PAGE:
It did seem like a lot of fuss for a brown leather jacket.
Female screams, as in the early Beatles variety. A young lady who groaned "Oh, God" with 14-year-old passion. A 16-year-old who announced the event would inspire her for life. And kisses, showers of kisses. "Great lips," came one assessment.
But see, it was history.
"This is great, ya know," said Henry Winkler, The Fonz of ABC's "Happy Days" who became a museum donor yesterday. Looking like a cute young congressional aide in tweed and blow-dried hair, he presented his greasy Fonz jacket to the Smithsonian's History of Entertainment Collection.
"Seven years ago, I walked into a room and read a script that only had six lines," said Winkler, California-tanned and grinning, "and today, I'm here to present the jacket that has changed my life . . . here, along with the Wright Brothers' first plane, Dillinger's first gun, every baseball player's hat -- and now me. There's no way to be so overly sophisticated and so cool as to not be touched by this event."
The jacket, which is soft brown leather and but for a few make-up smears looks pretty ordinary, was deemed historical by Carl Scheele, the museum's curator of community life.
It is an item, he says, which "evokes the spirit of the 1950s and the rebelliousness of leather-jacketed young men of that era." This historical value was determined a few months ago when Paramount Studios made the jacket available for public consumption.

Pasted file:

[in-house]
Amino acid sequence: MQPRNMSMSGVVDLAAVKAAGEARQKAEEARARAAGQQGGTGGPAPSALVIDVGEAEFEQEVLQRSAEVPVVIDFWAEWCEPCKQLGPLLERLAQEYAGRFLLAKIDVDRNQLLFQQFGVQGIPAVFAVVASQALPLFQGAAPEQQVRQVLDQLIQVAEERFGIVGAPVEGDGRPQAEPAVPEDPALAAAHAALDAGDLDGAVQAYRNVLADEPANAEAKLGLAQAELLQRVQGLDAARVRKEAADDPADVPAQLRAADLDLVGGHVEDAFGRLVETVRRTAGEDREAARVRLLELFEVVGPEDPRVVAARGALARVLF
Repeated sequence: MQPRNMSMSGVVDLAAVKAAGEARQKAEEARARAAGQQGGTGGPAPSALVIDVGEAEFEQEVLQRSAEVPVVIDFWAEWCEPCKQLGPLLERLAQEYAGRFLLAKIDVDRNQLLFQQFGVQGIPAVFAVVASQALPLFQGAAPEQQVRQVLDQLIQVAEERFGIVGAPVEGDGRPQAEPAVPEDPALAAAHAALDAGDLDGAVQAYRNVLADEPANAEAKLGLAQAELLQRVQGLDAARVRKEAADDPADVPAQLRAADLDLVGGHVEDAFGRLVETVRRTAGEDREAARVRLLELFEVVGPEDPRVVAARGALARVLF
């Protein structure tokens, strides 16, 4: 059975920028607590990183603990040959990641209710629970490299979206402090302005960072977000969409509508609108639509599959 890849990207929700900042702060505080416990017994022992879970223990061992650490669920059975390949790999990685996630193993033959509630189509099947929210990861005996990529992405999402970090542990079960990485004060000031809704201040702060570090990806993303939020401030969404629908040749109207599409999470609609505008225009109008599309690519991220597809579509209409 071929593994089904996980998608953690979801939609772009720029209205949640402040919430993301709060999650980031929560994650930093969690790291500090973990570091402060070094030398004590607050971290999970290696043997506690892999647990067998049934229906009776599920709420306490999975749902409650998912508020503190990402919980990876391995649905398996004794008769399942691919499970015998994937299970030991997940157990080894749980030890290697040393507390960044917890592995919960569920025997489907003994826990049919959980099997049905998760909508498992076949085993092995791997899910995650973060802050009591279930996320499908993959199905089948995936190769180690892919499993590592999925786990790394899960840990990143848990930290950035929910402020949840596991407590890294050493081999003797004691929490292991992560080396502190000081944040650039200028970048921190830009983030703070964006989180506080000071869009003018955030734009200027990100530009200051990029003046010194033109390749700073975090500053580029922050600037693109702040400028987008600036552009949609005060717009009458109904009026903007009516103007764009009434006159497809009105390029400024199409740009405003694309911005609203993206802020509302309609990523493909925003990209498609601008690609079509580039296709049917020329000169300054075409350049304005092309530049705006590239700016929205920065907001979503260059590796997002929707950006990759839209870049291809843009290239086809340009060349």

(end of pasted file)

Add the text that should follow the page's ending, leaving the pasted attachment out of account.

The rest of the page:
Where it will hang is not yet known, although everybody figures it'll be somewhere in the "Nation of Nations" exhibit that includes entertainment history. Maybe near two chairs belonging to Archie and Edith Bunker. Or by the McDonald's sign in Japanese. Perhaps in the vicinity of Irving Berlin's piano.
Whatever. Winkler loves the thought of it.
"I am so proud," he said. "So proud that I don't know what to do with myself."
As Roger Kennedy, director of the Smithsonian's Museum of History and Technology, put it: "The history of this country is everybody's history, not just fancy people's history. And The Fonz is part of America's history."
Formal remarks done with in the Museum of History and Technology's reception room, Fonz turned to the media hounds. Their numbers were impressive.
Suddenly, he found himself face-to-face with Julie Bruton, the 16-year-old co-host of Channel 4's "Stuff!" program for kids. She stuck a microphone in his face and asked him about his life.
"I love it," he said. "I love it. I love every second of it. I love talking to you. You're good at it. I know professionals who aren't nearly as young as you, and they don't have the flow."
The young interviewer, who has watched The Fonz she was 8, could hardly stand it.
"That's enough to keep me going for the rest of my life," she told him. Thereupon, he kissed her, leaving her ashen but glorified.
Meanwhile, you could hear screams in the distance. They came from outside the reception area where young girls had clustered like frenzied bees, grappling with cameras and self-control.
Then Winkler emerged. Shrieks. Moans. A few whimpers. But whoosh, he was gone, swept up in an elevator for a fifth-floor lunch with museum significants.
"Oh, God. I'd do anything to see him again," said Patty Novesl, a junior-high-school student from Essex, Md., who got up yesterday morning thinking she was just going on a normal English class field trip. But then, there was The Fonz. "Oh, God," she said again. And again.
And that was about it. Pretty soon, museum life returned to normal as people wandered around looking at quilts and spinning wheels and wooden spoons.
But whoops, there is one burning question left unanswered. That is: What will The Fonz, minus his brown leather, wear now?
"I thought I would go to lavender velour," he deadpanned. "It's not the fabric, but the soul that fills it."